Archives For Write

Right Mindset

March 13, 2018 — Leave a comment

The distance between my first job and my second is about a 50-minute walk. It’s getting sunnier but at times the wind is what hurts the most. Despite that, it’s great to have a chance to see the city above ground and to get some fresh air, especially being cooped up for 8 hours. During this time I like to listen to some pump up songs. At the moment, my current obsession is some very particular Kpop songs and a few edgier tunes. Continue Reading…

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There is a student in my class who is spending a year in Toronto with his family. He told me that it was his dream to come to Canada and study English. He failed nine times in the past five years before getting the timing right. It was then he mentioned his simple method of achieving his goals. All he does is keep a notebook with his goals written down with the steps to achieve them and some notes about his feelings about his journey.

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“Remember: you will never earn the same rewards as others without employing the same methods and investment of time as they do. It is unreasonable to think we can earn rewards without being willing to pay their true price. The person who “wins” at something has no real advantage over you because they had to pay the price for the reward.”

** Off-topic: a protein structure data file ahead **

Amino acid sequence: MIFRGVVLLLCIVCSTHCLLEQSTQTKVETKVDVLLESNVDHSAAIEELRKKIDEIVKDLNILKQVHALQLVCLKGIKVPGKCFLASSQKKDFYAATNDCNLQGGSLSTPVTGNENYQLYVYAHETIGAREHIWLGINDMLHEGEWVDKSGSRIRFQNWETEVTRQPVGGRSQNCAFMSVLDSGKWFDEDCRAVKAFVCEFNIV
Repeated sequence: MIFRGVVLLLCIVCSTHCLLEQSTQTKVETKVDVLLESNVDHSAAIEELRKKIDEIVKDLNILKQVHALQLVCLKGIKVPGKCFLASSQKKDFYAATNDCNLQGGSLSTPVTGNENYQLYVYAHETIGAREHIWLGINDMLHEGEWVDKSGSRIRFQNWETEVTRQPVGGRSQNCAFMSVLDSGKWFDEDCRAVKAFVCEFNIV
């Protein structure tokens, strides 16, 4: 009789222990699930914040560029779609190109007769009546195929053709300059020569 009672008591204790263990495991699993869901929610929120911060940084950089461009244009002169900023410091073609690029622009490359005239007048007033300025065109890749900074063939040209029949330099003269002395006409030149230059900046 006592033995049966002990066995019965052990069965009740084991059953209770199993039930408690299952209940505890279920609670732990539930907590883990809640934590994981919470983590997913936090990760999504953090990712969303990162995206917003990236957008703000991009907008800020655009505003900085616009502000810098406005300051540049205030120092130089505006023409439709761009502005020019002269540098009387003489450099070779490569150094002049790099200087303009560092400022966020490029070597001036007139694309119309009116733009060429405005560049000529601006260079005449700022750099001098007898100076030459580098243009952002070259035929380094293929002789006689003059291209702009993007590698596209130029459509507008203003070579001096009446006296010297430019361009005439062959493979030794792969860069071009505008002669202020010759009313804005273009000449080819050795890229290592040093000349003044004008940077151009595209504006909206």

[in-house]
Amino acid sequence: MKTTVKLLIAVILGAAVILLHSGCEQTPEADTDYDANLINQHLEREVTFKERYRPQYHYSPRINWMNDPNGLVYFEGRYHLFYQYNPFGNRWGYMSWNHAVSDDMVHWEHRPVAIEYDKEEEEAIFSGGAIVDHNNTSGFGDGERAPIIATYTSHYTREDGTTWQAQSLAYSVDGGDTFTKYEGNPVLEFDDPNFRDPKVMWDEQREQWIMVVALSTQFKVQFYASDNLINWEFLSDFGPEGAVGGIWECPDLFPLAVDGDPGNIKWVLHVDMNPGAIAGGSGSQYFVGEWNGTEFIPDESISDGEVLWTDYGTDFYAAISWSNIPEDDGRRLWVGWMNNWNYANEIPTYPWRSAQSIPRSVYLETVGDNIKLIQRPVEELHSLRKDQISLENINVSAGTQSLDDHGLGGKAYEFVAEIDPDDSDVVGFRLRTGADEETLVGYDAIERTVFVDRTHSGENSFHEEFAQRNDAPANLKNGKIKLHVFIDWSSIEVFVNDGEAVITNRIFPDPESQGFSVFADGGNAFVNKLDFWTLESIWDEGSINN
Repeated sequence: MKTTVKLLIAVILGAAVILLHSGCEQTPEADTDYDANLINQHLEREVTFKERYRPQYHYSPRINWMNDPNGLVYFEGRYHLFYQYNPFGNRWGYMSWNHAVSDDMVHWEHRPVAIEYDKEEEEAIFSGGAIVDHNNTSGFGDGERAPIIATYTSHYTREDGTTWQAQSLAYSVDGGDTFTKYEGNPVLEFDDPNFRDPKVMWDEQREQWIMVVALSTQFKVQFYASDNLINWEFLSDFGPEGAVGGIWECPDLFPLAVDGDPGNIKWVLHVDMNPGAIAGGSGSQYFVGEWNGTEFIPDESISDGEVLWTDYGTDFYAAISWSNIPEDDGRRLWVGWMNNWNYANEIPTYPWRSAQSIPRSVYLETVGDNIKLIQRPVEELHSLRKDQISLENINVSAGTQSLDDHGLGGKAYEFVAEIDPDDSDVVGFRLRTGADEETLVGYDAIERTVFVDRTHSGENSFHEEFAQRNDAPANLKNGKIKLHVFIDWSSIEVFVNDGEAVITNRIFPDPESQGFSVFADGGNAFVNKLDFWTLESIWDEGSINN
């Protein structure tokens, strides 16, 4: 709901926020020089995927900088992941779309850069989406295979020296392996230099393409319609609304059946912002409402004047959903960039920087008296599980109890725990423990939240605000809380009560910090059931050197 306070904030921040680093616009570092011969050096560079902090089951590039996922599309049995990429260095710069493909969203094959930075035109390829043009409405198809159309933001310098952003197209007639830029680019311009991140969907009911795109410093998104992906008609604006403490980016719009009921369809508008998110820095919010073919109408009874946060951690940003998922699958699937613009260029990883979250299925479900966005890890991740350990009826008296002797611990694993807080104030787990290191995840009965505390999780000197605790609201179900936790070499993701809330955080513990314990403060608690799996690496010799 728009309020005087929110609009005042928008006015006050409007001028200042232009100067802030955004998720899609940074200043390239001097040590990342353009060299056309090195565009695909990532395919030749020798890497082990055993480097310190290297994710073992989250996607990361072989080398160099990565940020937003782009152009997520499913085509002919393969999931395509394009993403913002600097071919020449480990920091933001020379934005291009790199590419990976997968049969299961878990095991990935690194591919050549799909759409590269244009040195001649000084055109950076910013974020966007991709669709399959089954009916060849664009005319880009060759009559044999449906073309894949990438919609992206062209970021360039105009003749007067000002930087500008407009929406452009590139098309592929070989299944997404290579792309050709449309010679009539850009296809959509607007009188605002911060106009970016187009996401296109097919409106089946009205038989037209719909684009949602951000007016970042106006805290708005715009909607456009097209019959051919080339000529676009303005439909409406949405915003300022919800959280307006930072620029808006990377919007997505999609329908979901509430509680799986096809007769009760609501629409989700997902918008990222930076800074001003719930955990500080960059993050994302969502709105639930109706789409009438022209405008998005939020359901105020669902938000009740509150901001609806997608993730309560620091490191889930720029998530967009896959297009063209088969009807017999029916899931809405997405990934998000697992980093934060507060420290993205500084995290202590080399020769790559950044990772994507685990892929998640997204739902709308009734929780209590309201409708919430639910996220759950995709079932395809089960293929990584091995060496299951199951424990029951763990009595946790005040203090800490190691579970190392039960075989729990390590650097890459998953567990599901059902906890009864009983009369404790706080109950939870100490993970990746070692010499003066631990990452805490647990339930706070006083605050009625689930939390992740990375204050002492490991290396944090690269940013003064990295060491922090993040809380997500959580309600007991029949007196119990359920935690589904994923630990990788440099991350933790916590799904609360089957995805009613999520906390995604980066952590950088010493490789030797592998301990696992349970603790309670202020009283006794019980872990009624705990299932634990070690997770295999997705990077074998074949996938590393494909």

— Epictetus, A Manual for Living

There are times we can feel the overwhelming power of jealous and the great sense of failure when we size ourselves up with others who are deemed “successful.” Normally, I’m on my best guard when I let my own thoughts react to these situations but it was a special combination of “highly specialized individual” and the “undying thirst for knowledge.”

Then again, a good verbal barrage and the art of hijacking the conversation so you are the center of all things are usually what sells it home, especially giving it a few days to think about. To be honest, it started off as a friendly sharing of knowledge of literature and the love of books. I deeply wanted to get into the concepts and ideas of how stories are so great. It was on the topic of Russian literature (outside of popular culture, I knew little first hand) and French literature.

When it got to French literature, my brain connected towards to a recent purchase of The Count of Monte Cristo and how I wanted to see if this other person had read it and had an opinion of what the interwebs were saying about the new translation from Penguin Books was recommended as the best to read. I had only gotten the Modern Library version so… I wanted an answer if it was still worth it.

I never got that answer.

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SELF-SLAPPERY